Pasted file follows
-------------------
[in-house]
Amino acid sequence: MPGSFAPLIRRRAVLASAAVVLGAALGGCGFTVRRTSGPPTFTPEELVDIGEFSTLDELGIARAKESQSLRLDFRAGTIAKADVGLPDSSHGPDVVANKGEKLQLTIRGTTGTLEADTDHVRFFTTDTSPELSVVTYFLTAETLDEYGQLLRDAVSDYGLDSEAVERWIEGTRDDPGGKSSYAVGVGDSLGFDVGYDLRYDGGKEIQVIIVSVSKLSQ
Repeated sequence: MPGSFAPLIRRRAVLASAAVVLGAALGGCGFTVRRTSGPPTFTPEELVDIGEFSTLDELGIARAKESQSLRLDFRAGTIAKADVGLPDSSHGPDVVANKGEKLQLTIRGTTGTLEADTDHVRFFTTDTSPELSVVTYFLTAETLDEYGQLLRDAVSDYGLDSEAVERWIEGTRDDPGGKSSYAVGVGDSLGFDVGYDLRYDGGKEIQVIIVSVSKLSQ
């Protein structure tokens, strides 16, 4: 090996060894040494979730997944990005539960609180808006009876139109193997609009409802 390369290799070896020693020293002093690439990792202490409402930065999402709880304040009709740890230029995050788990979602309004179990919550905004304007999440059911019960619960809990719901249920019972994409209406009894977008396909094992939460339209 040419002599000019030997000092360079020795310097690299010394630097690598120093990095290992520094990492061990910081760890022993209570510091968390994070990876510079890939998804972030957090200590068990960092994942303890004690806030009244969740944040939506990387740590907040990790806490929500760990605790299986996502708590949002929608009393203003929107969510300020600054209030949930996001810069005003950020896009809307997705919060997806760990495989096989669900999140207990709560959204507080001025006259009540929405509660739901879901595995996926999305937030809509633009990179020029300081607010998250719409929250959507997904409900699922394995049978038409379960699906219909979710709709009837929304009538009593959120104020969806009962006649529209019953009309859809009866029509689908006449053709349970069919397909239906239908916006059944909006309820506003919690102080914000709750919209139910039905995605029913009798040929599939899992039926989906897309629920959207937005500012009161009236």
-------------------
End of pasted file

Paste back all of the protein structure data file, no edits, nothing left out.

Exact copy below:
[in-house]
Amino acid sequence: MPGSFAPLIRRRAVLASAAVVLGAALGGCGFTVRRTSGPPTFTPEELVDIGEFSTLDELGIARAKESQSLRLDFRAGTIAKADVGLPDSSHGPDVVANKGEKLQLTIRGTTGTLEADTDHVRFFTTDTSPELSVVTYFLTAETLDEYGQLLRDAVSDYGLDSEAVERWIEGTRDDPGGKSSYAVGVGDSLGFDVGYDLRYDGGKEIQVIIVSVSKLSQ
Repeated sequence: MPGSFAPLIRRRAVLASAAVVLGAALGGCGFTVRRTSGPPTFTPEELVDIGEFSTLDELGIARAKESQSLRLDFRAGTIAKADVGLPDSSHGPDVVANKGEKLQLTIRGTTGTLEADTDHVRFFTTDTSPELSVVTYFLTAETLDEYGQLLRDAVSDYGLDSEAVERWIEGTRDDPGGKSSYAVGVGDSLGFDVGYDLRYDGGKEIQVIIVSVSKLSQ
């Protein structure tokens, strides 16, 4: 090996060894040494979730997944990005539960609180808006009876139109193997609009409802 390369290799070896020693020293002093690439990792202490409402930065999402709880304040009709740890230029995050788990979602309004179990919550905004304007999440059911019960619960809990719901249920019972994409209406009894977008396909094992939460339209 040419002599000019030997000092360079020795310097690299010394630097690598120093990095290992520094990492061990910081760890022993209570510091968390994070990876510079890939998804972030957090200590068990960092994942303890004690806030009244969740944040939506990387740590907040990790806490929500760990605790299986996502708590949002929608009393203003929107969510300020600054209030949930996001810069005003950020896009809307997705919060997806760990495989096989669900999140207990709560959204507080001025006259009540929405509660739901879901595995996926999305937030809509633009990179020029300081607010998250719409929250959507997904409900699922394995049978038409379960699906219909979710709709009837929304009538009593959120104020969806009962006649529209019953009309859809009866029509689908006449053709349970069919397909239906239908916006059944909006309820506003919690102080914000709750919209139910039905995605029913009798040929599939899992039926989906897309629920959207937005500012009161009236």